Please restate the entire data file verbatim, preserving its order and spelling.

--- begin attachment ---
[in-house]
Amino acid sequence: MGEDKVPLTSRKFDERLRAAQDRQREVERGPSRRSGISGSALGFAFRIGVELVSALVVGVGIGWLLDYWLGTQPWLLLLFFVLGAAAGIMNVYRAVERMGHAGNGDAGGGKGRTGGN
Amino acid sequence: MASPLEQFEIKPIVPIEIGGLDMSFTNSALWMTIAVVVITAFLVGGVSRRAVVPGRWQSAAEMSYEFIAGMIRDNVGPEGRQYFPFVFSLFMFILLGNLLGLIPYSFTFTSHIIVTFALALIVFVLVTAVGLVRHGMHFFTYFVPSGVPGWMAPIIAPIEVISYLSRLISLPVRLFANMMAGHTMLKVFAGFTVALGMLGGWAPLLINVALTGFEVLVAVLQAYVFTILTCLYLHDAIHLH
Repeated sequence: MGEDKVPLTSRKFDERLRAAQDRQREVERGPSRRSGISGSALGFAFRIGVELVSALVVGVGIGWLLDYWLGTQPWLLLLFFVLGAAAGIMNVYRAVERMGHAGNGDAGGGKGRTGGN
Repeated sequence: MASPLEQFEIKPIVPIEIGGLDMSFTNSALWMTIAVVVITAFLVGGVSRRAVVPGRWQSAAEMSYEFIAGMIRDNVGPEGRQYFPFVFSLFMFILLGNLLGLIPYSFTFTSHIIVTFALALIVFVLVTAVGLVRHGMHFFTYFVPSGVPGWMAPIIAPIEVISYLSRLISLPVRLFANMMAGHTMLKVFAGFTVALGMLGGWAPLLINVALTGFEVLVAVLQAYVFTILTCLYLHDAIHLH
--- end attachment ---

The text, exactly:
[in-house]
Amino acid sequence: MGEDKVPLTSRKFDERLRAAQDRQREVERGPSRRSGISGSALGFAFRIGVELVSALVVGVGIGWLLDYWLGTQPWLLLLFFVLGAAAGIMNVYRAVERMGHAGNGDAGGGKGRTGGN
Amino acid sequence: MASPLEQFEIKPIVPIEIGGLDMSFTNSALWMTIAVVVITAFLVGGVSRRAVVPGRWQSAAEMSYEFIAGMIRDNVGPEGRQYFPFVFSLFMFILLGNLLGLIPYSFTFTSHIIVTFALALIVFVLVTAVGLVRHGMHFFTYFVPSGVPGWMAPIIAPIEVISYLSRLISLPVRLFANMMAGHTMLKVFAGFTVALGMLGGWAPLLINVALTGFEVLVAVLQAYVFTILTCLYLHDAIHLH
Repeated sequence: MGEDKVPLTSRKFDERLRAAQDRQREVERGPSRRSGISGSALGFAFRIGVELVSALVVGVGIGWLLDYWLGTQPWLLLLFFVLGAAAGIMNVYRAVERMGHAGNGDAGGGKGRTGGN
Repeated sequence: MASPLEQFEIKPIVPIEIGGLDMSFTNSALWMTIAVVVITAFLVGGVSRRAVVPGRWQSAAEMSYEFIAGMIRDNVGPEGRQYFPFVFSLFMFILLGNLLGLIPYSFTFTSHIIVTFALALIVFVLVTAVGLVRHGMHFFTYFVPSGVPGWMAPIIAPIEVISYLSRLISLPVRLFANMMAGHTMLKVFAGFTVALGMLGGWAPLLINVALTGFEVLVAVLQAYVFTILTCLYLHDAIHLH